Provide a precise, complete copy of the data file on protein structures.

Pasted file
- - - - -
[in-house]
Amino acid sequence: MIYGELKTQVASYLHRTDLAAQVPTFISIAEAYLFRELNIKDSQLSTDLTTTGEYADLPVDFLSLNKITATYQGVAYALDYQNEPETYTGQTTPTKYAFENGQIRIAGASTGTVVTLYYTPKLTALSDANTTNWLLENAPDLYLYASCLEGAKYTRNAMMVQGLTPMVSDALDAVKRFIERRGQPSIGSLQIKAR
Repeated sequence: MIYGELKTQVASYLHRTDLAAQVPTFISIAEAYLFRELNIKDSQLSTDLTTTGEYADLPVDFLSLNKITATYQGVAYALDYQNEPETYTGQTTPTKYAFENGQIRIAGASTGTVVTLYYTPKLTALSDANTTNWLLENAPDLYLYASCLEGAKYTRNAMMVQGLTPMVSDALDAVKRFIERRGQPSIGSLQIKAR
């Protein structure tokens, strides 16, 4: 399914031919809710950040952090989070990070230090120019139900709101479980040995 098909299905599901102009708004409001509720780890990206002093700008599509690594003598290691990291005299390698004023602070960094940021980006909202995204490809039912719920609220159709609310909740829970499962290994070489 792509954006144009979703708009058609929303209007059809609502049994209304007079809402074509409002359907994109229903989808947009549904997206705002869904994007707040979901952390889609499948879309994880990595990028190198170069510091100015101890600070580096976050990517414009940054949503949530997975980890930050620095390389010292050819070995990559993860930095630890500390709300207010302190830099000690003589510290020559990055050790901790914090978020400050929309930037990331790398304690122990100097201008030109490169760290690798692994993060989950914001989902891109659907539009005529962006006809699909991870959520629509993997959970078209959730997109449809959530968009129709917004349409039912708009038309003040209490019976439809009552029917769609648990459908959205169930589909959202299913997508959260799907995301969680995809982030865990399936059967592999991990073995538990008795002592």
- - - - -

[in-house]
Amino acid sequence: MIYGELKTQVASYLHRTDLAAQVPTFISIAEAYLFRELNIKDSQLSTDLTTTGEYADLPVDFLSLNKITATYQGVAYALDYQNEPETYTGQTTPTKYAFENGQIRIAGASTGTVVTLYYTPKLTALSDANTTNWLLENAPDLYLYASCLEGAKYTRNAMMVQGLTPMVSDALDAVKRFIERRGQPSIGSLQIKAR
Repeated sequence: MIYGELKTQVASYLHRTDLAAQVPTFISIAEAYLFRELNIKDSQLSTDLTTTGEYADLPVDFLSLNKITATYQGVAYALDYQNEPETYTGQTTPTKYAFENGQIRIAGASTGTVVTLYYTPKLTALSDANTTNWLLENAPDLYLYASCLEGAKYTRNAMMVQGLTPMVSDALDAVKRFIERRGQPSIGSLQIKAR
């Protein structure tokens, strides 16, 4: 399914031919809710950040952090989070990070230090120019139900709101479980040995 098909299905599901102009708004409001509720780890990206002093700008599509690594003598290691990291005299390698004023602070960094940021980006909202995204490809039912719920609220159709609310909740829970499962290994070489 792509954006144009979703708009058609929303209007059809609502049994209304007079809402074509409002359907994109229903989808947009549904997206705002869904994007707040979901952390889609499948879309994880990595990028190198170069510091100015101890600070580096976050990517414009940054949503949530997975980890930050620095390389010292050819070995990559993860930095630890500390709300207010302190830099000690003589510290020559990055050790901790914090978020400050929309930037990331790398304690122990100097201008030109490169760290690798692994993060989950914001989902891109659907539009005529962006006809699909991870959520629509993997959970078209959730997109449809959530968009129709917004349409039912708009038309003040209490019976439809009552029917769609648990459908959205169930589909959202299913997508959260799907995301969680995809982030865990399936059967592999991990073995538990008795002592």